Another local rival is coming to town on Tuesday. This time its the Jiangsu Dragons, who are in the process of recovering from their worst season in history in 2011/12 when they finished bottom of the table with a 9-23 record.
Mike Harris, who is currently Jiangsu’s most important player, will find himself getting quite a reception in Shanghai after spending the previous two years with the Sharks. During those two seasons, the American led the Sharks in almost every meaningful statistic and this season with Jiangsu, Harris is already making an impact and currently leads the league in scoring (30.3ppg) and rebounds (15.2rpg). In this form, DJ White will have quite the battle on his hands.
There are also a number of Jiangsu players that could cause problems for the Sharks if not shown the proper respect. Beefy center Garret Siler, who was in the Shanghai team that made the playoffs under Bob Donewald’s tenure three seasons ago, will be a hefty proposition for whoever is having to guard him as will be the tricky Chinese forward Li Yi.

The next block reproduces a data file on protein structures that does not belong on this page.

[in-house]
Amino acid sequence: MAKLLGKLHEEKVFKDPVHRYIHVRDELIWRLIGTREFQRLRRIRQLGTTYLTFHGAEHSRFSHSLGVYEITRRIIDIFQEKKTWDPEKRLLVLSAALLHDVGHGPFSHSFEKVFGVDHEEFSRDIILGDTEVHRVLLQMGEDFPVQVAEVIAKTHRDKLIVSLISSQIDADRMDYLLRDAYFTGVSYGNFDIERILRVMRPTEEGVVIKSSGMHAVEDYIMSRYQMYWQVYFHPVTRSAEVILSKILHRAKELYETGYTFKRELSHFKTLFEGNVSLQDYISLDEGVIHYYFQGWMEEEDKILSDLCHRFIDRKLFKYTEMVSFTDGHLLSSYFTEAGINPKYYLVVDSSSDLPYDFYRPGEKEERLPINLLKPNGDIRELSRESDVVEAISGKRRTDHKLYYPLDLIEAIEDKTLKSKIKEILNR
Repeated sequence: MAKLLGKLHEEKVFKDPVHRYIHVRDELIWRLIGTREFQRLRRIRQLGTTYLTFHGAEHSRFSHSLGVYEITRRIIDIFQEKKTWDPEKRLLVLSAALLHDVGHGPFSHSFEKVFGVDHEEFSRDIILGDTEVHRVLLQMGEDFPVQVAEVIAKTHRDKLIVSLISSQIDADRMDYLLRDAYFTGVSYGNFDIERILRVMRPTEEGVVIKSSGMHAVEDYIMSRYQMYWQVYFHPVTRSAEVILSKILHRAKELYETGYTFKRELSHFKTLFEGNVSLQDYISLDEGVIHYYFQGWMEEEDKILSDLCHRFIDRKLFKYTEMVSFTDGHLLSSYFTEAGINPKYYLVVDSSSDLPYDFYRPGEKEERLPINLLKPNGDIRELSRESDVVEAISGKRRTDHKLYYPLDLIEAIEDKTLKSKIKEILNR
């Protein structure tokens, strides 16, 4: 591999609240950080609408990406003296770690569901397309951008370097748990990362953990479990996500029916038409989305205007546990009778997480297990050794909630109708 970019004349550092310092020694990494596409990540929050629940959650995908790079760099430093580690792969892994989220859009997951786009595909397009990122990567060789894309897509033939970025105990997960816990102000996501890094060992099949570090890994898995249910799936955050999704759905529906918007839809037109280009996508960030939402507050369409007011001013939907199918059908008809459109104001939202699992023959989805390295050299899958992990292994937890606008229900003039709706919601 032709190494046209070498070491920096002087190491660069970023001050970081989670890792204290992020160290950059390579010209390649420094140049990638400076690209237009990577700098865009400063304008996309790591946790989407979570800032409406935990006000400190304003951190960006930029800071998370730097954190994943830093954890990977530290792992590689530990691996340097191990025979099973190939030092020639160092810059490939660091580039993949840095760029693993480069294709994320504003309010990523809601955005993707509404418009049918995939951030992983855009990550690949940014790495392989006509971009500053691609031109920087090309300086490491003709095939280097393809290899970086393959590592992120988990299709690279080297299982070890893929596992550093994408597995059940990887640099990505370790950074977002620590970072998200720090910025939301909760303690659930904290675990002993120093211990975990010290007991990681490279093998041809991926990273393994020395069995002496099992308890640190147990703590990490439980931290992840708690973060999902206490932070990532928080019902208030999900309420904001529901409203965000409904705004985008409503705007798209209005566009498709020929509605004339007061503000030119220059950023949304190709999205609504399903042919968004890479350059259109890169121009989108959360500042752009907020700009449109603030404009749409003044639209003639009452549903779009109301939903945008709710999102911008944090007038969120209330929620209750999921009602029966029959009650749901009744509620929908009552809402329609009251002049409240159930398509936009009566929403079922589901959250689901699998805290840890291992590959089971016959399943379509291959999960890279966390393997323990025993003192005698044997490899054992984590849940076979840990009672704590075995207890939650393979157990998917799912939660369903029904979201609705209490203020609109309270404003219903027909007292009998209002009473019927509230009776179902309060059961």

Meng Da is also one to watch, mostly because he is probably the most eccentric professional basketball player in China and has some flaunted some legendarily terrible (and seemingly intentional) hair styles. Hue Xuefeng is on his last legs but is still a record breaking point guard in the CBA and has traditionally had a healthy rivalry with Liu Wei.
Looking at the stats from this season so far and also the personal on the roster, it would be presumed that the Dragons are not a team prone to constantly shooting from outside the arc so this game will probably be another physical battle in the mould of the Guangsha game.
Harris will be the key to this team and if he can be contained, then the Sharks have a very good chance of winning. Moreover, Ryan Forehan-Kelly will have a further 48 hours to recover from his jetlag and should be more impactful in this fixture than against Guangsha. All things considered, I still fancy the Sharks, regardless of Jiangsu being higher in the table.